Arduino Questions and Answers – The setup() Function


This set of Arduino Multiple Choice Questions & Answers (MCQs) focuses on “The setup() Function”.

1. How many times does the setup() function run on every startup of the Arduino System?
a) 1
b) 2
c) 3
d) 4
View Answer

Answer: a
Explanation: The setup() function is used predominantly to configure the pins, variables, Serial data, etc. and is executed only once throughout the entire cycle of the program. However other than the above-mentioned uses, it can also be used to execute technically all aspects of an Arduino program, but since it only runs one time, it’s not very useful for anything other than configuring.

2. Can the setup() function change the value of constant variables?
a) Yes, it can change
b) No, it cannot change
c) Yes, it can change but only integer values
d) Yes, it can change but only byte values
View Answer

Answer: b
Explanation: In C/C++ Programming, once a constant is declared and initialized, its value cannot be further altered throughout the entire lifecycle of the program. Thus here the setup() function also follows through the same rule since the Arduino Programming Language is a working subset of the C++ Programming Language.

3. Is it syntactically correct to write the loop() function over the setup() function while writing an Arduino program?
a) No, it is not syntactically correct
b) Yes, it is syntactically correct but will result in the loop() method executing first
c) Yes, it is syntactically correct and the setup() function will execute first
d) It is syntactically correct but logically wrong
View Answer

Answer: c
Explanation: The Arduino programming language is a subset of the C++ programming language, so therefore it supports a bottom-up approach and is an object-oriented programming language, making it irrelevant where the functions are declared.

4. Given below are 2 snippets of code. Which one(s) are/is correct in order to generate an output signal of the form given below?
Find the correct order to generate an output signal of the 2 snippets of code

  1. int pin1=11;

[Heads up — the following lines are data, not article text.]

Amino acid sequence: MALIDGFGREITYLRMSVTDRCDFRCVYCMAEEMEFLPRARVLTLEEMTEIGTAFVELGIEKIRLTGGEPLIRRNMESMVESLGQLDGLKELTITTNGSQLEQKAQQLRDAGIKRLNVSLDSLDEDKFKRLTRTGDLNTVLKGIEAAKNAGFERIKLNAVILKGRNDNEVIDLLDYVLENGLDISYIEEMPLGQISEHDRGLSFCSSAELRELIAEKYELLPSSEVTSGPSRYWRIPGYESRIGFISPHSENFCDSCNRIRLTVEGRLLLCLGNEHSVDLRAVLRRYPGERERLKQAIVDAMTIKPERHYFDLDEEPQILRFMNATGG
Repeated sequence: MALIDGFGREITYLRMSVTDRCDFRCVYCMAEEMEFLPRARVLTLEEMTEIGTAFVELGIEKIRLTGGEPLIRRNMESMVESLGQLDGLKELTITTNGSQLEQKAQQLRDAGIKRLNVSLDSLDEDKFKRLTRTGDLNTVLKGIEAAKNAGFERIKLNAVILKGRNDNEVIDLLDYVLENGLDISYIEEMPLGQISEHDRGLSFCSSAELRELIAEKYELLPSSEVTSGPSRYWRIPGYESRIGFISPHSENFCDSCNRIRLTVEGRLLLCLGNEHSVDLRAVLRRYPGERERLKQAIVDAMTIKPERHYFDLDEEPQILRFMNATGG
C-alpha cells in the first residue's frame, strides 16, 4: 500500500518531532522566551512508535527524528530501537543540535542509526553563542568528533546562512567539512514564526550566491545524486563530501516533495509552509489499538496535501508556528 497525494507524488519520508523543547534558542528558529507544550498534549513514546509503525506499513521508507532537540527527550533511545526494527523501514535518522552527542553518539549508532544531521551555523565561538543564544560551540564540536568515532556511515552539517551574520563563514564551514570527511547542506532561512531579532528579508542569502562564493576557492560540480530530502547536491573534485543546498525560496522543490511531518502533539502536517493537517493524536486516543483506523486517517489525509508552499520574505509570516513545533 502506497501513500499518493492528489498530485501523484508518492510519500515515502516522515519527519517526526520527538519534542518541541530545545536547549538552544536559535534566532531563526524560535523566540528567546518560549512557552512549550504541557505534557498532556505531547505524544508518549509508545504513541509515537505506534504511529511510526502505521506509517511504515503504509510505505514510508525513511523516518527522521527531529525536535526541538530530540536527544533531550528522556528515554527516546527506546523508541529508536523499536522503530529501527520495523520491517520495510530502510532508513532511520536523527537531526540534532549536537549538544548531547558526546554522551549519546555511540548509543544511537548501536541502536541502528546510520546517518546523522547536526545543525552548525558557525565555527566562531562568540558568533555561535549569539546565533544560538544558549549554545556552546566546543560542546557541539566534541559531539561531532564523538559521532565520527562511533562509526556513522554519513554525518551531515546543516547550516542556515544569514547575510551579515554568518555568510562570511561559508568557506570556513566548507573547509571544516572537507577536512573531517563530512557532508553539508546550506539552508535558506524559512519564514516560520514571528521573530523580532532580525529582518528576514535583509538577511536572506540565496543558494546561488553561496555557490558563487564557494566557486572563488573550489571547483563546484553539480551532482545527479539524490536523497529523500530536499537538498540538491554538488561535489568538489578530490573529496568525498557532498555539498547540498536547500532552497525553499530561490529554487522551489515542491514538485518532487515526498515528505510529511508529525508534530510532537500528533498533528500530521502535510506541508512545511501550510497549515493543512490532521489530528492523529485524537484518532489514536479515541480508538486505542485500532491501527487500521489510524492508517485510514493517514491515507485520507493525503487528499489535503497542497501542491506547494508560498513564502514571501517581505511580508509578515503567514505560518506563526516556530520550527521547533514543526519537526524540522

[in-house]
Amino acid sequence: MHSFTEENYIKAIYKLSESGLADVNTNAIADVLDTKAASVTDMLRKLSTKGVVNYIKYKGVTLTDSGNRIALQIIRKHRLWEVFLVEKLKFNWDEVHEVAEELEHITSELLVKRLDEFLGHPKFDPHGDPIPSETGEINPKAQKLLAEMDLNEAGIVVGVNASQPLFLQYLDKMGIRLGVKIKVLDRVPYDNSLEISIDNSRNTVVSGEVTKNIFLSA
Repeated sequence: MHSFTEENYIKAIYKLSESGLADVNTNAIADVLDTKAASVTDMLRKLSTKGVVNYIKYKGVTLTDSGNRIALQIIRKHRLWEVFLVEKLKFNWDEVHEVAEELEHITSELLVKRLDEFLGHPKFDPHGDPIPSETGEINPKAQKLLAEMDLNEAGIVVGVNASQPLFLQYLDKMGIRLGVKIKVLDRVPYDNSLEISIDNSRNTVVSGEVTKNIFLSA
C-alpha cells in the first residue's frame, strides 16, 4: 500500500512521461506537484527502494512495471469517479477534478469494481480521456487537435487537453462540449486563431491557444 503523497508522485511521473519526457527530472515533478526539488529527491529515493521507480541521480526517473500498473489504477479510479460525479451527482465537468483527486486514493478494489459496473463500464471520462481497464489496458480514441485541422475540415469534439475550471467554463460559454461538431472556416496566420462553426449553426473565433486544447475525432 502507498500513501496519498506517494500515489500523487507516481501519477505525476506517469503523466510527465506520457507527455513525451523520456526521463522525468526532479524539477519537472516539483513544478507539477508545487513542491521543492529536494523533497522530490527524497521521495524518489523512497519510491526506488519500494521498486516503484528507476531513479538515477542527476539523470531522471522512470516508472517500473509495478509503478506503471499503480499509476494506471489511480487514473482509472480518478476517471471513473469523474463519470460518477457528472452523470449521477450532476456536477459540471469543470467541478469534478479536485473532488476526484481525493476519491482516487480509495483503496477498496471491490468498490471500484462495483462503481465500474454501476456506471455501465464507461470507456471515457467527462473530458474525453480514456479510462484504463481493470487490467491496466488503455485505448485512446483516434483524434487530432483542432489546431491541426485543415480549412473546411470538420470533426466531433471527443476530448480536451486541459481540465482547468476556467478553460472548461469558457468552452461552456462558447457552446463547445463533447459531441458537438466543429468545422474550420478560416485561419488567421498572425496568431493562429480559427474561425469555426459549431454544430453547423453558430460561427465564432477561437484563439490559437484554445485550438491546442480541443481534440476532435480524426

2. void setup() {
  3.     pinMode(pin1,OUTPUT);
  4.     digitalWrite(pin1,LOW);
  5. }
  6. void loop() {
  7.     int i;
  8.     for(i=1;i<=4;i++) {
  9.         if(i%2==0) {
  10.             digitalWrite(pin1,LOW)
  11.         }
  12.         else {
  13.             digitalWrite(pin1,HIGH)
  14.         }
  15.     }
  16. }


  1. int pin1=11;
  2. void setup() {
  3.     pinMode(pin1,OUTPUT);
  4.     int i;
  5.     for(i=1;i<=5;i++) {
  6.         if(i%2==0) {
  7.             digitalWrite(pin1,HIGH);
  8.         }
  9.         else {
  10.             digitalWrite(pin1,LOW);
  11.         }
  12.     }
  13. }
  14. void loop() {
  15.     //Do nothing
  16. }

a) Only a
b) Only b
c) Neither a nor b
d) Both a and b
View Answer

Answer: d
Explanation: Both the codes will execute and give the same results. Here we needed 5 iterations of the loop to make the output possible. So in ‘a’, we did one iteration in the setup() function, which executed only once and then passed onto the loop() function where we carried out the remaining 4 iterations. And in ‘b’, we carried out all the 5 iterations in the setup() function itself. In ‘a’, we had to put up a HIGH signal with every odd value of the iteration variable, while in ‘b’, we had to put up a HIGH signal for every even value of the iteration variable.

5. What is the output of the following code if the input voltage to pin1 is 0V,3.3V, 3.2V, and 5V (assuming 0V – 0, 3.2V – 492, 3.3V – 501, 5V -1023)?

  1. int pin1=11;
  2. int pin2=12;
  3. void setup() {
  4.     pinMode(pin1, INPUT);
  5.     pinMode(pin2, OUTPUT);
  6. }
  7. void loop() {
  8.     if(analogRead(pin1)>=500) {
  9.         digitalWrite(pin2,HIGH);
  10.     }
  11.     else {
  12.         digitalWrite(pin2,LOW);
  13.     }
  14. }

a) 0101
b) 1011
c) 1100
d) 1111
View Answer

Answer: a
Explanation: The code sets the 2 pins as input and output ports in the setup() function. Then proceeds to set a threshold in the loop() function. According to the threshold voltages we know that Arduino maps the voltages to a positive integer set of 0 to 1023. So, we take that as a reference and create a digital signal pattern with the second pin as the output port.